Does your spider plant have a plethora of spiderettes hanging from it? Are you trying to increase the collection of plants that you have in your home or office? Well, Spider plants are one of the easiest plants to propagate, so if you already have a spider plant, then give your babies a new home.
You can even share them with your friends who may be lacking houseplants. How do you create new plants from spiderettes? Let’s start by exploring how spider plants reproduce.
Spider plants typically produce off-spring during the shorter days of the year. To encourage a plant to reproduce, you will need to emulate that lack of light in your home.
A great way to do this is by hanging the plant in a room that is not often used when the sun goes down.
The less light that it receives after dark, the more likely it is that the plant will bloom.
Once you see that the spiderettes are forming, you can choose to propagate the plant now or wait until the roots begin to form properly.
Waiting until the roots are formed is the best way to transplant the spiderettes into their new home, but let’s explore both methods.
Propagating in Water
If you decide to remove the spiderette before the roots have formed, you will need to start the plant in water.
To do this, simply place the root area, which is a small protrusion on the spiderette, in a container of water.
The leaves should not be touching the water, if they are, try to reposition the spiderette or place it in a smaller container that will keep them out of the water.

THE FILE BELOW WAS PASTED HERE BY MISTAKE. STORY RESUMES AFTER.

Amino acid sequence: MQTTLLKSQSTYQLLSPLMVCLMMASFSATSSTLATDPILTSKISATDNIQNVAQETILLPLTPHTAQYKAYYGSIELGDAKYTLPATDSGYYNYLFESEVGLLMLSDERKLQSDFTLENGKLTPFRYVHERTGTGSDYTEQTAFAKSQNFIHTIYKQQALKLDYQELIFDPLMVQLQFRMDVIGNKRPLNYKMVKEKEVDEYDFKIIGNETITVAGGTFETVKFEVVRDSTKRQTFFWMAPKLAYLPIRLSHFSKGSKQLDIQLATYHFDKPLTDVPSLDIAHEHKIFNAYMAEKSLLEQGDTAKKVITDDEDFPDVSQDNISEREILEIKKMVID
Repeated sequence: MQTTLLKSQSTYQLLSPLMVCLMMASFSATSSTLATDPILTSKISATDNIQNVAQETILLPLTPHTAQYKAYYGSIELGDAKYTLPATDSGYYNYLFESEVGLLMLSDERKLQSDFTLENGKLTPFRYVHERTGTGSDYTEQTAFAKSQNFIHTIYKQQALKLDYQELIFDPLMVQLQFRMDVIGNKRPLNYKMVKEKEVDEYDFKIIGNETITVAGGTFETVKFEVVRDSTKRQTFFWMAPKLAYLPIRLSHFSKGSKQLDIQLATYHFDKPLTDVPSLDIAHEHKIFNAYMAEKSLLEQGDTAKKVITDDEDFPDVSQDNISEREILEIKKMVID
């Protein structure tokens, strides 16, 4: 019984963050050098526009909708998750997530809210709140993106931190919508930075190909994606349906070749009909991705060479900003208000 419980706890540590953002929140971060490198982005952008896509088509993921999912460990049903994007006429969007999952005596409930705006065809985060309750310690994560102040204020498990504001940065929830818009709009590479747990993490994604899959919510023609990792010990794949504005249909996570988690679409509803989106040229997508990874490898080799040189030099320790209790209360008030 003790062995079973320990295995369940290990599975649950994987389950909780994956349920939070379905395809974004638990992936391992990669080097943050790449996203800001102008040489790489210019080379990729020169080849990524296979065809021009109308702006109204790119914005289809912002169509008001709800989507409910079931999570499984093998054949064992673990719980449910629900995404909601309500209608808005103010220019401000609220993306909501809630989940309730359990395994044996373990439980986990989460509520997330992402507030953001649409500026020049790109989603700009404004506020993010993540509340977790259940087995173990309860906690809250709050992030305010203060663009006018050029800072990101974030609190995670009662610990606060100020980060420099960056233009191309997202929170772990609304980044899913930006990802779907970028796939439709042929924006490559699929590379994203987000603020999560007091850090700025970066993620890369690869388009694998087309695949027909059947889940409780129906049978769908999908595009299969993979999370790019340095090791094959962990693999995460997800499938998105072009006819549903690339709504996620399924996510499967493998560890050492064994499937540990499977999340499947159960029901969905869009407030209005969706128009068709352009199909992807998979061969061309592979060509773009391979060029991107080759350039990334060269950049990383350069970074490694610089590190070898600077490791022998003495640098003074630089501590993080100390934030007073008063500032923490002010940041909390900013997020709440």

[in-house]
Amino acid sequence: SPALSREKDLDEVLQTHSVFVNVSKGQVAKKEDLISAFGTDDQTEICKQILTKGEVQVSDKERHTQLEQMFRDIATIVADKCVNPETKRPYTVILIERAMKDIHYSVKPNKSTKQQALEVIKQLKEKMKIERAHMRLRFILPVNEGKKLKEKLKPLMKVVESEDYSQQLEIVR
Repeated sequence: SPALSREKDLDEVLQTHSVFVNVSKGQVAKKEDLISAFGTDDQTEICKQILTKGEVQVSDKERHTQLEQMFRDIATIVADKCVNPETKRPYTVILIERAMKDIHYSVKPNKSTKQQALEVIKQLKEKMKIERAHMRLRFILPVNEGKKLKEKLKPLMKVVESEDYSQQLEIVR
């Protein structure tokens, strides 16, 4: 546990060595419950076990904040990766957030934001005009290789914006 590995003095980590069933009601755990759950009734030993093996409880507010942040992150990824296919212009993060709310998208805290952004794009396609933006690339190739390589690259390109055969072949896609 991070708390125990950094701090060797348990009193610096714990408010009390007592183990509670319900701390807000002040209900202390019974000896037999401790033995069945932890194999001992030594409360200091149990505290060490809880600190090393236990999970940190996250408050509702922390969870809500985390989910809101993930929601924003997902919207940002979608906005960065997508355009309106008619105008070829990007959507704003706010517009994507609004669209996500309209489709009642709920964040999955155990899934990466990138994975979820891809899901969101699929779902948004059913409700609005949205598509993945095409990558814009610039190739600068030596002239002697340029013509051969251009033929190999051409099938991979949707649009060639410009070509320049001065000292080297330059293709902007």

In a few weeks, you will begin to see the roots. Once the roots are formed, you can move them to soil.
Propagating in Soil
If the spiderette already has roots, then you will start with this step.
Remove the plants from the flowering stem and push the roots of the new plant into moist soil in a pot that drains well.
Make sure that the roots are fully covered. Water the plant regularly and keep it in a well lit area to see new growth in a few weeks.
If you are having issues with the spiderettes taking root, then you can plant them in the same pot as the mother plant. Leave the spiderette attached to the mother until the new plant is strong enough to survive on its own.
Propagating on Paper Towels
Another method for propagating your spider plant is simply by using a damp paper towel.
1. Find a node on the plant and cut beneath the node.
2. Take a bowl or plate and lay a damp paper towel on it.
3. Place your cutting on the damp paper towel
4. Keep the damp paper towel moist by frequently wetting it with a water sprayer.
5. You’ll soon see the roots starting to grow! 🙂
Reproduction is natural for spider plants, but sometimes the plant will fail to reproduce. Typically, this is a result of too much fertilizer being used.
During the fall and winter of the year, spider plants slow their growth a bit, so fertilizer is not required to grow as much. Reduce the amount of fertilizer you use to ensure that this does not occur. If the mother plant is not completely healthy there is a chance that the issue can be passed on to the spiderettes.
Young spider plants require moist soil to grow and root into the soil properly. Be careful not to over water the plant, and as long as it is getting plenty of light, you will see new growth in a few weeks, which means that the spiderette has taken root. Congratulations! You have a new addition to your indoor garden.